The “paleolithic diet” is based on the hypothesis that eating the same food groups as our Stone Age ancestors – such as cultivated plants and unprocessed meats – suppresses appetite. But new research led by Imperial College London in the UK finds this may not be the case.
According to the background of the study, the diets of ancestral human populations incorporated higher levels of indigestible plant material, compared with modern-day diets, which tend to be high in fat and sugar.
Past research has suggested that one of the reasons there has been such an increase in obesity is that the mechanisms behind appetite suppression in humans have evolved to adapt to a higher intake of plant material than what is found in present-day diets.
The researchers explain that when plant fibers are fermented by gut bacteria, this produces short-chain fatty acids (SCFAs). These SCFAs trigger appetite-suppressing hormones, known as peptide YY (PYY) and glucagon-like-peptide-1 (GLP-1).
This process has led to the hypothesis that a diet high in plant fiber, such as the paleo diet, could promote better appetite suppression. But the research team set out to test this theory.
“Understanding how a paleo-like diet impacts the colon’s microbiota and the signals those bacteria produce to release hormones that reduce appetite may give us new insight that we can adapt in the modern world,” explains study leader Gary Frost.
For their study, recently published in the journal mBio, the researchers collected fecal samples of three humans who followed a vegetarian diet and fecal samples from three gelada baboons. The team notes that baboons are the only modern primates that mainly eat grasses.
Gut bacteria cultures were created from each fecal sample. In a flask, the cultures were exposed to two different diets – either a high-starch diet from predigested potato or a high-fiber diet from predigested grass.
The team monitored any changes in the types and numbers of bacteria and measured the metabolites produced by digestion.
The researchers were surprised to find that human gut bacteria cultures exposed to the high-starch diet produced the highest SCFA levels. In addition, they found that baboon gut bacteria cultures exposed to the high-starch diet produced more SCFAs than baboon cultures exposed to the high-fiber diet.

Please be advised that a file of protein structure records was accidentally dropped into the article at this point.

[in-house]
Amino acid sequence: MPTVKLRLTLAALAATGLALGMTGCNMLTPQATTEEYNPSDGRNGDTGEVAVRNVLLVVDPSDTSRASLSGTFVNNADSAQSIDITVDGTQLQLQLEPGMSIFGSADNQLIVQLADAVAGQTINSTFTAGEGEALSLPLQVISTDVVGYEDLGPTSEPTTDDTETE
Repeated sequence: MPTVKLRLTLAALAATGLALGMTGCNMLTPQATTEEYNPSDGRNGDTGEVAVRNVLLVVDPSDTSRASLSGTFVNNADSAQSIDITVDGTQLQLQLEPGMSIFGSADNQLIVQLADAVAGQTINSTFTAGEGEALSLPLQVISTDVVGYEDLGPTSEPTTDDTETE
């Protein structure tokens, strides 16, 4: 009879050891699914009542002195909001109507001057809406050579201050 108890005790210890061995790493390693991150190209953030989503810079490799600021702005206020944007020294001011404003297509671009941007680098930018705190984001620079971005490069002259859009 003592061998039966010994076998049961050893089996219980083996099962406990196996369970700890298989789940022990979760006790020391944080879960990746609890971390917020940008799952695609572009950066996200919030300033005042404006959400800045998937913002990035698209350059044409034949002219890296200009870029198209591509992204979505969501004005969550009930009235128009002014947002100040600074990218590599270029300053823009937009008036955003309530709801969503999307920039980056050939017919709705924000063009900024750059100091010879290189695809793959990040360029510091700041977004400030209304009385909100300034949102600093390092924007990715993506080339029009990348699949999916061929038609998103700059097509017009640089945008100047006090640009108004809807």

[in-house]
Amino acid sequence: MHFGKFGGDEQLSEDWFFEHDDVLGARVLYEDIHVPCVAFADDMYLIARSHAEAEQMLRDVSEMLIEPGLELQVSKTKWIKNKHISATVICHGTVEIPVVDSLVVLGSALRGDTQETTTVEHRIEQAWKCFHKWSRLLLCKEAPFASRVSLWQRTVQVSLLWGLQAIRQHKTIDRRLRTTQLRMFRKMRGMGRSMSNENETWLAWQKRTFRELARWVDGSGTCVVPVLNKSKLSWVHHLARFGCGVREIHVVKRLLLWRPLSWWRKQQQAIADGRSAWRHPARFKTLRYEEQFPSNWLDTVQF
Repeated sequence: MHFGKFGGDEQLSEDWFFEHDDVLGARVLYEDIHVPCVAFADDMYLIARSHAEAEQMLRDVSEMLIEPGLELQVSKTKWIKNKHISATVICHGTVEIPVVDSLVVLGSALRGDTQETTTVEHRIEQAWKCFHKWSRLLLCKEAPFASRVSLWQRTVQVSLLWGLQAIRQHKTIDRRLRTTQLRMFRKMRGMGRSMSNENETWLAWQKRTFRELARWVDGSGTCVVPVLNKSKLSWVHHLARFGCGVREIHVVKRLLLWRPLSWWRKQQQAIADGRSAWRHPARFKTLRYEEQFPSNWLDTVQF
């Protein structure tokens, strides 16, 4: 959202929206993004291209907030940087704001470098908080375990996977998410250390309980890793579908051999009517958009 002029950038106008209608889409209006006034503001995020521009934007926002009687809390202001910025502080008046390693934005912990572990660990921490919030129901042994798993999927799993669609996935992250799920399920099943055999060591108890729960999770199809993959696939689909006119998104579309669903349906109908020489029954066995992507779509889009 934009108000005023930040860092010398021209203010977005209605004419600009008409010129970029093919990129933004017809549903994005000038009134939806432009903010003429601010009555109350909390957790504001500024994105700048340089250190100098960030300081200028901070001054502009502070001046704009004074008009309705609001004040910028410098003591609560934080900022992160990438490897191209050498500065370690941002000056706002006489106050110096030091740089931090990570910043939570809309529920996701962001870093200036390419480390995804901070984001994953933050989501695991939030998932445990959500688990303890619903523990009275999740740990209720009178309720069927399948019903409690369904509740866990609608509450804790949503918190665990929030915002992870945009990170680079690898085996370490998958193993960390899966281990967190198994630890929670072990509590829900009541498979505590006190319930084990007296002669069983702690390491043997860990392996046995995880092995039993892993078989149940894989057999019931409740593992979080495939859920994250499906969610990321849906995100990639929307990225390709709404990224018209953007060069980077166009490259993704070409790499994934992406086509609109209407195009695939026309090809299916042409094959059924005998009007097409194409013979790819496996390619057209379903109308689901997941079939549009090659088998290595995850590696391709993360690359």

The team then tested some of the human and baboon cultures that had already been exposed to a high-fiber or high-starch diet on mouse colon cells. This caused the cells to release PYY.
The researchers found that the colon cells exposed to human cultures on a high-starch diet released the highest levels of PYY, followed by colon cells that were exposed to baboon cultures on a high-starch diet.
According to the investigators, these findings suggest the idea that a paleo diet suppresses appetite is “flawed.” In essence, they believe high-fiber, plant-based diets do not increase SCFA production or reduce appetite.
In fact, the researchers believe that a diet high in protein may be an effective appetite suppressor. Further investigation of the gut bacteria cultures revealed that as proteinogenic amino acids – isoleucine and valine – increased during digestion, the levels of PYY increased.
Commenting on the findings, the researchers say:
“We found that diet does play a major role in affecting gut bacteria and the production of a hormone that suppresses appetite but not in the direction predicted by the ancestral diet hypothesis. Also, bacterial products were correlated with hormone release that were different from those normally thought to play this role.”
“By comparing microbiota and diets outside the natural range for modern humans,” they continue, “we found a relationship between diet and appetite pathways that was more complex than previously hypothesized on the basis of more-controlled studies of the effects of single compounds.”
The researchers point out that there was an important limitation to their study. They were not able to account for the role of gut cells, which also absorb and release metabolites.
Earlier this year, Medical News Today reported on a study from Louisiana State University, which suggested gut bacteria play a role in why dark chocolate is good for us.